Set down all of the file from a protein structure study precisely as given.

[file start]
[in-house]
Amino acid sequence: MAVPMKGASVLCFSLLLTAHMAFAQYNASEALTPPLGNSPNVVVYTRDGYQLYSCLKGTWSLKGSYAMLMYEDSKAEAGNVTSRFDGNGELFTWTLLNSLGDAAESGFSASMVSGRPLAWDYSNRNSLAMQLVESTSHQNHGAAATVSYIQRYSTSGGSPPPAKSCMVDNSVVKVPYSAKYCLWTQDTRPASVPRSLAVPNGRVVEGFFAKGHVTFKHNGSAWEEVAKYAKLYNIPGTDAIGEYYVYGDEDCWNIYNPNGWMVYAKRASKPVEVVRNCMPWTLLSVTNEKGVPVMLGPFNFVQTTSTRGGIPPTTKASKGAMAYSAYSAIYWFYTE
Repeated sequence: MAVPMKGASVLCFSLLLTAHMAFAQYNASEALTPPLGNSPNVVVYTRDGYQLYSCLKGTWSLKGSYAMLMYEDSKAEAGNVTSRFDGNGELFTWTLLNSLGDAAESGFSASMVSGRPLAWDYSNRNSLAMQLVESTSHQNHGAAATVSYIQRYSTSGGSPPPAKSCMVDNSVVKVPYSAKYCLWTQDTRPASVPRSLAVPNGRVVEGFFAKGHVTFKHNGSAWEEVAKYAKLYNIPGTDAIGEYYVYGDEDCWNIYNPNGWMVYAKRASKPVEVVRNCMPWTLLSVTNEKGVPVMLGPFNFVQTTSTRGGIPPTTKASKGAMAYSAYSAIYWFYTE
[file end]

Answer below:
[in-house]
Amino acid sequence: MAVPMKGASVLCFSLLLTAHMAFAQYNASEALTPPLGNSPNVVVYTRDGYQLYSCLKGTWSLKGSYAMLMYEDSKAEAGNVTSRFDGNGELFTWTLLNSLGDAAESGFSASMVSGRPLAWDYSNRNSLAMQLVESTSHQNHGAAATVSYIQRYSTSGGSPPPAKSCMVDNSVVKVPYSAKYCLWTQDTRPASVPRSLAVPNGRVVEGFFAKGHVTFKHNGSAWEEVAKYAKLYNIPGTDAIGEYYVYGDEDCWNIYNPNGWMVYAKRASKPVEVVRNCMPWTLLSVTNEKGVPVMLGPFNFVQTTSTRGGIPPTTKASKGAMAYSAYSAIYWFYTE
Repeated sequence: MAVPMKGASVLCFSLLLTAHMAFAQYNASEALTPPLGNSPNVVVYTRDGYQLYSCLKGTWSLKGSYAMLMYEDSKAEAGNVTSRFDGNGELFTWTLLNSLGDAAESGFSASMVSGRPLAWDYSNRNSLAMQLVESTSHQNHGAAATVSYIQRYSTSGGSPPPAKSCMVDNSVVKVPYSAKYCLWTQDTRPASVPRSLAVPNGRVVEGFFAKGHVTFKHNGSAWEEVAKYAKLYNIPGTDAIGEYYVYGDEDCWNIYNPNGWMVYAKRASKPVEVVRNCMPWTLLSVTNEKGVPVMLGPFNFVQTTSTRGGIPPTTKASKGAMAYSAYSAIYWFYTE